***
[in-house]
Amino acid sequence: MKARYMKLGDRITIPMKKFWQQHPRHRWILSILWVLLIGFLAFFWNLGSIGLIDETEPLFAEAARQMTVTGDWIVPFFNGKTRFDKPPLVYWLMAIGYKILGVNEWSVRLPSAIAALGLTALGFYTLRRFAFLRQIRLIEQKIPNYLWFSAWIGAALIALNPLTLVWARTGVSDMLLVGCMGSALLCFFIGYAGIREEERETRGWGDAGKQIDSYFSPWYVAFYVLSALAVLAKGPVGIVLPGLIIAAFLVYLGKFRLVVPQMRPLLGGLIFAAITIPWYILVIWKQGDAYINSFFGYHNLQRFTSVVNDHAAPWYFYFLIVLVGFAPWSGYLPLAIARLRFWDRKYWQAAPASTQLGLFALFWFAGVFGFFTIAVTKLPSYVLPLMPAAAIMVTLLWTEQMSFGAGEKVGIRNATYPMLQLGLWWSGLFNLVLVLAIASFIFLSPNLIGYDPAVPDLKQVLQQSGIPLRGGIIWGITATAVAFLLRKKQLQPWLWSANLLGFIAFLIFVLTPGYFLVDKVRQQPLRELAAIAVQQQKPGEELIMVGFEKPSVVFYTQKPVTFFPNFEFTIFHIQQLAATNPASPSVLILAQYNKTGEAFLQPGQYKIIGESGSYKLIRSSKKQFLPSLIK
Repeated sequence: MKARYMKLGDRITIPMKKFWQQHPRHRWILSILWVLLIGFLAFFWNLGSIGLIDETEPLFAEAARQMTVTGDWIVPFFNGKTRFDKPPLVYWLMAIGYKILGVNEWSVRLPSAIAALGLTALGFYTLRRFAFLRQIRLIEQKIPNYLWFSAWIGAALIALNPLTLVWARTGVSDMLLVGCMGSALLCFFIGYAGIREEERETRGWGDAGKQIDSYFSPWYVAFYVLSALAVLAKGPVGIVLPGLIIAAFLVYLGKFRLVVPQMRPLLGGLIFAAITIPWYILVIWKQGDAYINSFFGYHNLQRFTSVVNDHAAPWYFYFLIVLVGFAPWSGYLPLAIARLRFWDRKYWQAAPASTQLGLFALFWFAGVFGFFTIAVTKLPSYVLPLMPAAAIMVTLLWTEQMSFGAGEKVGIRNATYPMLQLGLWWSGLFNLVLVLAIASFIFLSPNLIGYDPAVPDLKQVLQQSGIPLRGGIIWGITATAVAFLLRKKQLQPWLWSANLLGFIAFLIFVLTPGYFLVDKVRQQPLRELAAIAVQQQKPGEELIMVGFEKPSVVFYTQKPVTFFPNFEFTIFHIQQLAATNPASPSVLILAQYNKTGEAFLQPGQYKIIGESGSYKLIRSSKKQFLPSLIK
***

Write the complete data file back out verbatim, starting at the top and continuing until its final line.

[in-house]
Amino acid sequence: MKARYMKLGDRITIPMKKFWQQHPRHRWILSILWVLLIGFLAFFWNLGSIGLIDETEPLFAEAARQMTVTGDWIVPFFNGKTRFDKPPLVYWLMAIGYKILGVNEWSVRLPSAIAALGLTALGFYTLRRFAFLRQIRLIEQKIPNYLWFSAWIGAALIALNPLTLVWARTGVSDMLLVGCMGSALLCFFIGYAGIREEERETRGWGDAGKQIDSYFSPWYVAFYVLSALAVLAKGPVGIVLPGLIIAAFLVYLGKFRLVVPQMRPLLGGLIFAAITIPWYILVIWKQGDAYINSFFGYHNLQRFTSVVNDHAAPWYFYFLIVLVGFAPWSGYLPLAIARLRFWDRKYWQAAPASTQLGLFALFWFAGVFGFFTIAVTKLPSYVLPLMPAAAIMVTLLWTEQMSFGAGEKVGIRNATYPMLQLGLWWSGLFNLVLVLAIASFIFLSPNLIGYDPAVPDLKQVLQQSGIPLRGGIIWGITATAVAFLLRKKQLQPWLWSANLLGFIAFLIFVLTPGYFLVDKVRQQPLRELAAIAVQQQKPGEELIMVGFEKPSVVFYTQKPVTFFPNFEFTIFHIQQLAATNPASPSVLILAQYNKTGEAFLQPGQYKIIGESGSYKLIRSSKKQFLPSLIK
Repeated sequence: MKARYMKLGDRITIPMKKFWQQHPRHRWILSILWVLLIGFLAFFWNLGSIGLIDETEPLFAEAARQMTVTGDWIVPFFNGKTRFDKPPLVYWLMAIGYKILGVNEWSVRLPSAIAALGLTALGFYTLRRFAFLRQIRLIEQKIPNYLWFSAWIGAALIALNPLTLVWARTGVSDMLLVGCMGSALLCFFIGYAGIREEERETRGWGDAGKQIDSYFSPWYVAFYVLSALAVLAKGPVGIVLPGLIIAAFLVYLGKFRLVVPQMRPLLGGLIFAAITIPWYILVIWKQGDAYINSFFGYHNLQRFTSVVNDHAAPWYFYFLIVLVGFAPWSGYLPLAIARLRFWDRKYWQAAPASTQLGLFALFWFAGVFGFFTIAVTKLPSYVLPLMPAAAIMVTLLWTEQMSFGAGEKVGIRNATYPMLQLGLWWSGLFNLVLVLAIASFIFLSPNLIGYDPAVPDLKQVLQQSGIPLRGGIIWGITATAVAFLLRKKQLQPWLWSANLLGFIAFLIFVLTPGYFLVDKVRQQPLRELAAIAVQQQKPGEELIMVGFEKPSVVFYTQKPVTFFPNFEFTIFHIQQLAATNPASPSVLILAQYNKTGEAFLQPGQYKIIGESGSYKLIRSSKKQFLPSLIK